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paulcoz

Header and Source files question

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paulcoz    230
This is probably a dumb question: Are source files supposed to automatically know about code in their headers? I'm finding that unless I #include that.h in that.cpp, that.cpp fails to recognise the class declarations I make in that.h?? This doesn't compile: that.h class that { public: int th; void SetThatMember(int blah); } that.cpp void that::SetThatMember(int blah) { th = blah; } The error I get is: that.cpp - 'that' is not a valid namespace or class name. As soon as I add #include that.h to that.cpp everything works fine. Is it supposed to work like this? I thought that this.h and this.cpp were supposed to automatically know about each other, since you usually want to declare an instance of the that class in another source file (else.cpp) by including that.h only (it is assumed that the implementation in that.cpp is attached when you type thatinstance->SetThatMember(2) in else.cpp!). In my way of thinking, that.cpp is supposed to be the implementation of that.h and thus actually makes the header useful. It seems to me that there's no obvious link from the header to the source apart from the filename (the link is assumed by the compiler) so why does the source require explicit direction back to the header? It's clever one way, but not the other, and seems to create a lot of wasted time as I type an include with the name of the header at the top of an identically named source file? Please explain! Paulcoz. Edited by - paulcoz on October 16, 2001 4:08:20 AM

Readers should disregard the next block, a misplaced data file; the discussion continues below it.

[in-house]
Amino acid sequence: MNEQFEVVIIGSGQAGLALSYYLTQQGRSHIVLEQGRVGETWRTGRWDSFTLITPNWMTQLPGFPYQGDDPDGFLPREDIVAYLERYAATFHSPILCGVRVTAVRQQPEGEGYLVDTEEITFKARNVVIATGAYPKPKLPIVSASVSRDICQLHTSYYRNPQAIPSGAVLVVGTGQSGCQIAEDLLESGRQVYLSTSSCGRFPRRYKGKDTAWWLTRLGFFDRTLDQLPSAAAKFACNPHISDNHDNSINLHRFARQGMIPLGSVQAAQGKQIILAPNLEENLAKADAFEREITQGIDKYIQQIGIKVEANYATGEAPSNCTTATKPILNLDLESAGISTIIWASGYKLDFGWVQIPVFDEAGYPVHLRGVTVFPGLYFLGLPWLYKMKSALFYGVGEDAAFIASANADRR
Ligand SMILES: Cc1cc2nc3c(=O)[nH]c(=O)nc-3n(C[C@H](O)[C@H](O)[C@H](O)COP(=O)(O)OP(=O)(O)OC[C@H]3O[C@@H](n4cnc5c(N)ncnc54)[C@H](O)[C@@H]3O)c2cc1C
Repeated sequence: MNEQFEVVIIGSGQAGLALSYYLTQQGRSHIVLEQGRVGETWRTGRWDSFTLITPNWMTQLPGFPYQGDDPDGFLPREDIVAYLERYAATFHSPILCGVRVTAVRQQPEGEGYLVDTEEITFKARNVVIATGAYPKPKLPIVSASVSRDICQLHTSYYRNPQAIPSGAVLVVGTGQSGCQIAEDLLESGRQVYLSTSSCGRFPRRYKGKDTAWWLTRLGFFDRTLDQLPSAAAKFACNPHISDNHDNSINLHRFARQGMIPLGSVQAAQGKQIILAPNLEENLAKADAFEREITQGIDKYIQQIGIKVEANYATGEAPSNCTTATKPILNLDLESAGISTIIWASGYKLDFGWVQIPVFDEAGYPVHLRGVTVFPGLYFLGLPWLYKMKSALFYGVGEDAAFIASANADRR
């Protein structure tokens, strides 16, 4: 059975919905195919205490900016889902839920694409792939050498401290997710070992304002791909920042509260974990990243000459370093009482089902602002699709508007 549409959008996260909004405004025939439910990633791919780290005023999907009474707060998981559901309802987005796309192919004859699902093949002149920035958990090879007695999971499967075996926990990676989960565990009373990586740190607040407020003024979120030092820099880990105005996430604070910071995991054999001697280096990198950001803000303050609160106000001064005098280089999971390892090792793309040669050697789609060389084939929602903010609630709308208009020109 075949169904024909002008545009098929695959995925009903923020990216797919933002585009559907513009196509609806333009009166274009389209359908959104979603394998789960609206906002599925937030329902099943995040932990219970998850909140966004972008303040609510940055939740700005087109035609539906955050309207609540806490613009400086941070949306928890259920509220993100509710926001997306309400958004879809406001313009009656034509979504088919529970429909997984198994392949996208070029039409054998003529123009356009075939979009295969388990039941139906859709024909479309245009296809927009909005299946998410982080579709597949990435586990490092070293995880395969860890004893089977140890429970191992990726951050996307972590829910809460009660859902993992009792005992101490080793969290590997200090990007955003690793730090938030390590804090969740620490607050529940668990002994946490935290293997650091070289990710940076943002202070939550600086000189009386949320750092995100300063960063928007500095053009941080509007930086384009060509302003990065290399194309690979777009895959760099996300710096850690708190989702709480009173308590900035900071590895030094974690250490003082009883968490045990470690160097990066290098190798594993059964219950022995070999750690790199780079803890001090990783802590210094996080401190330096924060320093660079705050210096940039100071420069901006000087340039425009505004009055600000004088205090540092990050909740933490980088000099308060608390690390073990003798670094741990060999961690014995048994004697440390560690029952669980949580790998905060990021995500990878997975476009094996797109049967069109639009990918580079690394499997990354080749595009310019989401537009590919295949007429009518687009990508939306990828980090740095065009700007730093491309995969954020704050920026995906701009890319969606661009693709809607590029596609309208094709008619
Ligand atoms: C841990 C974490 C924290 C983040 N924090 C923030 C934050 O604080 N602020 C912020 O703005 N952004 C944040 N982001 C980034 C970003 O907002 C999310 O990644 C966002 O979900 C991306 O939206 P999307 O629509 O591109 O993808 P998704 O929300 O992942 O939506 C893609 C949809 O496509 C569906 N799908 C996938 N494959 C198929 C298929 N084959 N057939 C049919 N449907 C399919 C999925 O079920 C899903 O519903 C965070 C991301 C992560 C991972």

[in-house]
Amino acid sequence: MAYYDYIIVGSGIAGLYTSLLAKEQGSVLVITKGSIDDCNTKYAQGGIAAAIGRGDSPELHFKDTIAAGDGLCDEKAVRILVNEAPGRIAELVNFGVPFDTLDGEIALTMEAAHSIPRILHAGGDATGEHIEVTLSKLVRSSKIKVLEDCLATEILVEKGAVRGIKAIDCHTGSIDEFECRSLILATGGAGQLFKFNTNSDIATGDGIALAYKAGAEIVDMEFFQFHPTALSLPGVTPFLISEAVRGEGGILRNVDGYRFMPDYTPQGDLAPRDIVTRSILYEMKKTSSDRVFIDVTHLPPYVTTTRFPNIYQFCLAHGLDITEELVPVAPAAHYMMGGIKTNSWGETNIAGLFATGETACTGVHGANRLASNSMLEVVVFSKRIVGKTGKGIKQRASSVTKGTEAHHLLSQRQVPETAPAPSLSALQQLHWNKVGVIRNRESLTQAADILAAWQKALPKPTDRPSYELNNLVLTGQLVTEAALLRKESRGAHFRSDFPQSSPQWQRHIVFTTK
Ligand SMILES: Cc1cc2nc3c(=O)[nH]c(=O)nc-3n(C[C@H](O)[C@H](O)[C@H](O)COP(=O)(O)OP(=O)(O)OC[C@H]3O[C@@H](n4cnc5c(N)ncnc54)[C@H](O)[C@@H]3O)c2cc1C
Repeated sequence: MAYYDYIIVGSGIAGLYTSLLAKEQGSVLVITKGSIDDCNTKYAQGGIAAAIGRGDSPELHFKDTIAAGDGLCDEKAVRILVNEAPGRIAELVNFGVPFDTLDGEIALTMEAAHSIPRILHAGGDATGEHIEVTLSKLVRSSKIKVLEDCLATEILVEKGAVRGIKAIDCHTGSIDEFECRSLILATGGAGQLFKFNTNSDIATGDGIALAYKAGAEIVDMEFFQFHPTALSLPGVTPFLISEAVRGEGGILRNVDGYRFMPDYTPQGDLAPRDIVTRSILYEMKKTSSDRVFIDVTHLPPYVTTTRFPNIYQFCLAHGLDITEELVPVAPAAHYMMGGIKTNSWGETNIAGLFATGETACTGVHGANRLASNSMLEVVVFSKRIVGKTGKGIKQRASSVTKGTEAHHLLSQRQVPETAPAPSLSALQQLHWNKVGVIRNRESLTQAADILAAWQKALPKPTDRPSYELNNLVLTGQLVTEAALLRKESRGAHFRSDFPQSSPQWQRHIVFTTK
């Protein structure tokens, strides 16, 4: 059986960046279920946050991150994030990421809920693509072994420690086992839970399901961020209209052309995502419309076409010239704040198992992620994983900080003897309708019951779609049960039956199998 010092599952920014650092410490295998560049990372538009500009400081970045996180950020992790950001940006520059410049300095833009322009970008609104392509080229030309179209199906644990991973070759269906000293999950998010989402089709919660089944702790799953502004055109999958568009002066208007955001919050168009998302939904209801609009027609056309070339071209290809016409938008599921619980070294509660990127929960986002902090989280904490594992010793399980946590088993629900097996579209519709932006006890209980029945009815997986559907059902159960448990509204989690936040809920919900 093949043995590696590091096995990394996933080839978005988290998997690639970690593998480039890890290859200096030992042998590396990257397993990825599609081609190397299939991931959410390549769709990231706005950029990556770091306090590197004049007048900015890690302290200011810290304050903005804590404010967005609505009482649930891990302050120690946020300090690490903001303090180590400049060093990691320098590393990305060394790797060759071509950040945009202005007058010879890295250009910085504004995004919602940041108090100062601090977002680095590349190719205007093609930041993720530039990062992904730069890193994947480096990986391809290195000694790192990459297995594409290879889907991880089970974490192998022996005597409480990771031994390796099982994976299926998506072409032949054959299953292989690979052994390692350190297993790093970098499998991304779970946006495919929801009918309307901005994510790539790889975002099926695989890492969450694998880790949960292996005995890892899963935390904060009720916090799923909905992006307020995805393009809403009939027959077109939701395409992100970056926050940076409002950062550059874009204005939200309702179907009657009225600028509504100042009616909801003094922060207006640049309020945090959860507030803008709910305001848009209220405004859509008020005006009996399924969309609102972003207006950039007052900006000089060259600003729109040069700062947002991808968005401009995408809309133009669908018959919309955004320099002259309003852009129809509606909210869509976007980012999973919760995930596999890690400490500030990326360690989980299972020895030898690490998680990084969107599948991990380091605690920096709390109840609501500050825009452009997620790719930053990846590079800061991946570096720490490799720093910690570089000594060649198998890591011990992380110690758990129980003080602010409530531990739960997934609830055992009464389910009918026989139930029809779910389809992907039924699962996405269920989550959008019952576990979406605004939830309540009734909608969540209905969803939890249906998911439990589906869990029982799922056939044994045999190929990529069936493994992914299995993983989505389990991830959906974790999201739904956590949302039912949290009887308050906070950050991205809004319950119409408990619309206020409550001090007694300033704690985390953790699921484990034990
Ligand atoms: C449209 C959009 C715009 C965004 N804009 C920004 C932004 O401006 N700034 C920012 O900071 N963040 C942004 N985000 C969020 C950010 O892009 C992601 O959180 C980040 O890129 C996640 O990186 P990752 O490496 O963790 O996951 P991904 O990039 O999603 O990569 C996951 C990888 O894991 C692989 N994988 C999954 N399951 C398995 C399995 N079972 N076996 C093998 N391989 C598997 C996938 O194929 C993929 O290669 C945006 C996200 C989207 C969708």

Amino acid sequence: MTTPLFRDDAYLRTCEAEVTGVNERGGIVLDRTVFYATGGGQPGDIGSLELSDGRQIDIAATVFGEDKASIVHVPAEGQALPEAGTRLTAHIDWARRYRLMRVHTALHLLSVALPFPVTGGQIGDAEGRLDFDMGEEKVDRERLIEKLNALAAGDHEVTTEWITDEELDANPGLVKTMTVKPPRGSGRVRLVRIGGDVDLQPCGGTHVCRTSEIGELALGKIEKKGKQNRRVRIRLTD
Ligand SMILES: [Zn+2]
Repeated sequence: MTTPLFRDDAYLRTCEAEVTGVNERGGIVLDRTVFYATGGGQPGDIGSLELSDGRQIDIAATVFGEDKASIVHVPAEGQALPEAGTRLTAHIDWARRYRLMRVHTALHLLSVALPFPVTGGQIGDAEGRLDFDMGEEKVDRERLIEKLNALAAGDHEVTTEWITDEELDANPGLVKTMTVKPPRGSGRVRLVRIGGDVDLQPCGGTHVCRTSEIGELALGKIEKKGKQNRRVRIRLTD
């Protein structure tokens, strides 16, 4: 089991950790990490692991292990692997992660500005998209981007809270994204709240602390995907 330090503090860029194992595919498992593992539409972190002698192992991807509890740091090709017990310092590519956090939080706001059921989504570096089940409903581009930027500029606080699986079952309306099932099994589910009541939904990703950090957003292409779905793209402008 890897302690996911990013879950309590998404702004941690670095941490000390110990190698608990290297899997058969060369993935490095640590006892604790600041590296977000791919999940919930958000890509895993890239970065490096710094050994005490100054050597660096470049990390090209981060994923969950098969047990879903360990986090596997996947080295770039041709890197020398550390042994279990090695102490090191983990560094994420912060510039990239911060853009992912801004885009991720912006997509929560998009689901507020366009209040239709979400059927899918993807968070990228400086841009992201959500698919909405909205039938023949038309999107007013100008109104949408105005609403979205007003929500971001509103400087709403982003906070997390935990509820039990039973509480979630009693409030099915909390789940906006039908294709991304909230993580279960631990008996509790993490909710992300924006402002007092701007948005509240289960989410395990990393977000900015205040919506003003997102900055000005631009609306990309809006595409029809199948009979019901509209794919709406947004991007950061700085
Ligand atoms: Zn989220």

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Guest Anonymous Poster   
Guest Anonymous Poster
The source file for its corresponding header doesn''t automatically know about it. If you have seen this behavior somewhere and are trying to reproduce it, it was probably the particular compiler you were using. In order for that.cpp to know what "that" is, you need to include that.h.
This may seem dumb, but then again its not really that much more work. Also, not all of the stuff in a header file needs to be implemented in a single source file. An example of this is the afx.h and afxwin.h headers in MFC. Each is implemented in multiple source files because of the numerous classes and functionality there, some of which is unrelated, but most of which falls nicely into groups. Why the huge header? All of the code in the header is the basic structure and functionality of MFC, and its easier to include one file than twenty.

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paulcoz    230
Thanks for the confirmation - I thought I had done something wrong which meant the link between the source and the header wasn''t working.

"There''s no such thing as a stupid question; only stupid people"

Oi!

Paulcoz.

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